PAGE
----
The Award wins the Third Sector Leadership Award at the Social Value Awards 2022

Earlier this year The Duke of Edinburgh’s International Award Foundation’s Research team were awarded The Third Sector Leadership Award for their ground-breaking research into estimating the Award’s social value. To find out more about the incredible work that the team were so deservedly recognised for, please read on…


Run by Social Value Portal, The Social Value Awards are the awards to win for any organisation concerned with doing more good. They aim to recognise organisations who champion social value creation and community wellbeing. Every day, more and more social value creators make positive impacts in communities across the country.  

Having recently finalised our ground-breaking impact research which estimates that the Award created an astonishing £400 million in social value in 2022, the Foundation made an application to the Third Sector Leadership Award, and were thrilled to receive the Award. This award is for a third sector organisation that leads the way in embedding social value into the way in which they deliver their services and has made a significant impact on the needs of the communities where they operate. 

Receiving our Award 

The National Social Value Conference 2022 took place on 27 April at the prestigious Church House – a historic Grade II listed building in London’s Westminster. It was an inspirational evening on the 27 April attending the Social Value Awards and receiving our Award. There is a growing recognition of the importance of monitoring social value across not only the third sector, but also the private and public sectors, with many organisations sharing their inspiring journeys towards creating real change for their beneficiaries, clients and for society at large. World-renowned poet, Lemn Sissay acted as guest host of the evening and shared some of his own extraordinary stories and words in an inspiration opening speech. A list of all Award winners can be found on the Social Value Portal website here 

The Award: Building a Culture of Social Value

Since 2017, The Foundation have been working with the Sustainability and Climate Change team at PricewaterhouseCoopers UK (PwC) to understand, and ultimately measure, the societal level impact of the Award. This paper introduces our approach to measuring social value, as our organisation begins to uncover the true extent of the impact of the Award on young people and their communities around the world and embarks on a journey to embed social value into our culture and processes. Our Theory of Change, below, summarises how the Award creates impact. 

 The Foundation makes this research available to the Award’s National Operators around the world. So far, 13 operators have undergone a social value and SROI analysis and have begun embedding social value into their operations in several ways; reporting on impact within annual reports, grant proposals and communications about the Award in their country, and using the learnings from the research in discussions with local politicians and government officials. After conducting country-level analyses with a number of Award Operators, we then employ a benefits-transfer method that allows the application of survey results to similar countries, in order to make an estimate of our global social value.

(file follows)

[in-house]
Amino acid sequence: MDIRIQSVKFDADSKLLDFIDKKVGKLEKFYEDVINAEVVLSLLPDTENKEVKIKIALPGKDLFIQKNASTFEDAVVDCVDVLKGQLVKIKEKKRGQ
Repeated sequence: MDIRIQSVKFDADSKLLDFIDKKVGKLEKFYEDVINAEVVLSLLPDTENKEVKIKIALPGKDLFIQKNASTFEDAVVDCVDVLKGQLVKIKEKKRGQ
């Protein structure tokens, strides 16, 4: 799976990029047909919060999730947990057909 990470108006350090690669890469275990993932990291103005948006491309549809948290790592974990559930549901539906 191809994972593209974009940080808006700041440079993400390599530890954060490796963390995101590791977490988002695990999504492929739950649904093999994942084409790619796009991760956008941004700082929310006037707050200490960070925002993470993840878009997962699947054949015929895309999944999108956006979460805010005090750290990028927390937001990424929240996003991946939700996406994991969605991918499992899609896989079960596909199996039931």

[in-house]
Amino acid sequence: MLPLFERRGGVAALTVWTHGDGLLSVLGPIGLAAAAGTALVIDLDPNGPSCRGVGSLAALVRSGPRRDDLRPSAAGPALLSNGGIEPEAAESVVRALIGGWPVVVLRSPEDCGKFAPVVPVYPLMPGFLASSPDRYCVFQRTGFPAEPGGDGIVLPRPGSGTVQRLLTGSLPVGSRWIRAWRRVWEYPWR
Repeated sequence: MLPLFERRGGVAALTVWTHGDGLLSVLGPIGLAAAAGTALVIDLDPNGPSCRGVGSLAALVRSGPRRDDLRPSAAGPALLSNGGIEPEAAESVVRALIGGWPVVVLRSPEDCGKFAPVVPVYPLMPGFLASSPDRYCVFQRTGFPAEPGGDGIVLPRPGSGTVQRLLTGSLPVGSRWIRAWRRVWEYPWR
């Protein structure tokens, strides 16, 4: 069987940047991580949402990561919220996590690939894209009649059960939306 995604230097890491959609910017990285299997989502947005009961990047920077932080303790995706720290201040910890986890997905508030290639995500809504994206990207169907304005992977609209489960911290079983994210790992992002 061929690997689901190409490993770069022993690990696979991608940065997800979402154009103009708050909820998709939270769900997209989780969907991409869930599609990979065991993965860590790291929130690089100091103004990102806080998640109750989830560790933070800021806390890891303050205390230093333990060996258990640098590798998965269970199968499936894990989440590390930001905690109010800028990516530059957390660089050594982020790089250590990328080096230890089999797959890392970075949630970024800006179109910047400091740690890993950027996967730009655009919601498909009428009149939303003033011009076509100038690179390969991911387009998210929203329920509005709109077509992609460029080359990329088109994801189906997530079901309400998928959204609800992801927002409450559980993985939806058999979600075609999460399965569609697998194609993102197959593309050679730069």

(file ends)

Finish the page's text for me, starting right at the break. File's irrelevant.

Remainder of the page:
Alongside the social value research, The Foundation runs annual satisfaction surveys with Award participants, adults who support Award delivery, and Award operators around the world. These surveys provide insights into the challenges our stakeholders face and the ways The Foundation can improve its services, they highlight the positive benefits of being involved in the Award, and also provide insights into how the experiences of Award participants vary around the world. These ongoing research processes help The Foundation not only understand the challenges and barriers to Award growth and participation, but are essential to understanding our beneficiaries and increasing the social value of the Award. 

Social Value Beneficiaries and Quantification 

Globally, the Award has had an impact on millions of young people since its inception in 1956. Over the years, the positive impacts of the Award on young people, adult mentors, and wider society have been shown through anecdotal evidence such as stories and testimonials from Award participants and adults who support Award delivery1. Through our social value research, we have now collated quantitative evidence which demonstrates the impacts of the Award, including primary data collected in surveys of Award participants from around the world, and secondary research which validates the impacts of the Award’s activities.